[urq] Audi urq assembly teams
quattro at isham-research.com
Thu Apr 1 03:07:14 EST 2004
> This is one superb idea, with Phil involved even
> better. It could be crucial factor in obtaining some
> official support for development of number of mods,
> that not just Urq could benefit from. Like: Cabin
> air filter, under bonnet temperatures, electric's,
> drive train play and vibration, help on present and
> future NLA parts, and other established issues and
> improvements. Karl would a perfect person to help
> validating - development - correction process -
> officiel support, which would help no end in us
> having an official list of valid improvements, which
> could be produced and sold on global level. This
> way, there would be a sufficient number of people
> interested for small production etc. With even
> small Audi help, this could be made to work wery
> well for us and them.
I had a very interesting discussion with a Porsche manager earlier this week.
I was in Leipzig on a conference and the evening programme included a visit to the Porsche
works where they build the Cayenne and the Carrera GT. The Cayenne uses a fairly conventional
production line - the tools are automated but the actual assembly operations are performed by
hand. The standard of cleanliness you have to experience for yourself - mere words cannot
express it. Seeing the entire engine, transmission and running gear assembly mounted up to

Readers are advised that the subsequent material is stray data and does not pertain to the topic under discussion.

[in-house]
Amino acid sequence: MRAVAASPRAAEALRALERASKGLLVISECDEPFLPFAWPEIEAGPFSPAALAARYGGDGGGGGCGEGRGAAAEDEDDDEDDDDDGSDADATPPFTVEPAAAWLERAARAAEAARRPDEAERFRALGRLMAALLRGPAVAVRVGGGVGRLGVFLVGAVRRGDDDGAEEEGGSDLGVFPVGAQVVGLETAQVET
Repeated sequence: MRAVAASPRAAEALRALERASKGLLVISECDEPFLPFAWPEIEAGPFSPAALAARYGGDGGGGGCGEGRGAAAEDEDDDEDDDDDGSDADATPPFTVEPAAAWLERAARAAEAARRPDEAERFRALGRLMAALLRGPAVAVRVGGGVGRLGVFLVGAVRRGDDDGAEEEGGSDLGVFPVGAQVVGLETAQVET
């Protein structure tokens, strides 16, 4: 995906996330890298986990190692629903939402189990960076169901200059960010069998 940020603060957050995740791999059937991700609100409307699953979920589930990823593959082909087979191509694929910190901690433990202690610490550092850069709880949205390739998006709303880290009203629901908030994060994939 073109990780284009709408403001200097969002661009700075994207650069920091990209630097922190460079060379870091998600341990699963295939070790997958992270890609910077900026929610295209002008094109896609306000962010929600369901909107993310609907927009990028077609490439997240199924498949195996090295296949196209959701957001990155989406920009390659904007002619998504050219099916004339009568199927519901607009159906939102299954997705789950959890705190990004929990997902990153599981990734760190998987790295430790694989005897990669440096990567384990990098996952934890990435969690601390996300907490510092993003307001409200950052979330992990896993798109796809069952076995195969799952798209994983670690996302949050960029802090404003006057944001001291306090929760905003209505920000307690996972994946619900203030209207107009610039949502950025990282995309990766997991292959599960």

the car in about four minutes is incredible. The automated wrenches "know" which bolt they're
going to do up from their spatial position and automatically change the driver and reset the
torque. Amazing. All the subframe mounting bolts, engine mounts and everything screwed up to
the right torque with the right tool in about a minute and a half. Quality control is an
individual thing - I saw one "operator" reject a bolt for some reason and stop the line for a
couple of minutes.
But the fun bit was the next line. They're building just 1500 Carerra GTs - hand assembly on
dollies, just like the ur-quattro. The person leading the tour described the whole process,
including the final intensive rain test and the 20-minute test drive of each vehicle. Almost
every word she uttered was also true for the ur-quattro, and I found myself looking at this
assembly facility and realising just why the damn things were so expensive.
Then I managed to have a long chat with an engineer. I was interested in the differences
between their view of "long life" and mine. They can take a Carerra round their track for
weeks on end and test wear - but they can't properly test ageing. I mentioned that our
experience, at 280k miles and 14 years down the line, was different to Audi's predictions -
things such as differential oil changes, crank and cam seal failures because of ozone
An interesting discussion.
IMO the Carrera GT is the closest thing to a true ur-quattro successor that I've seen.
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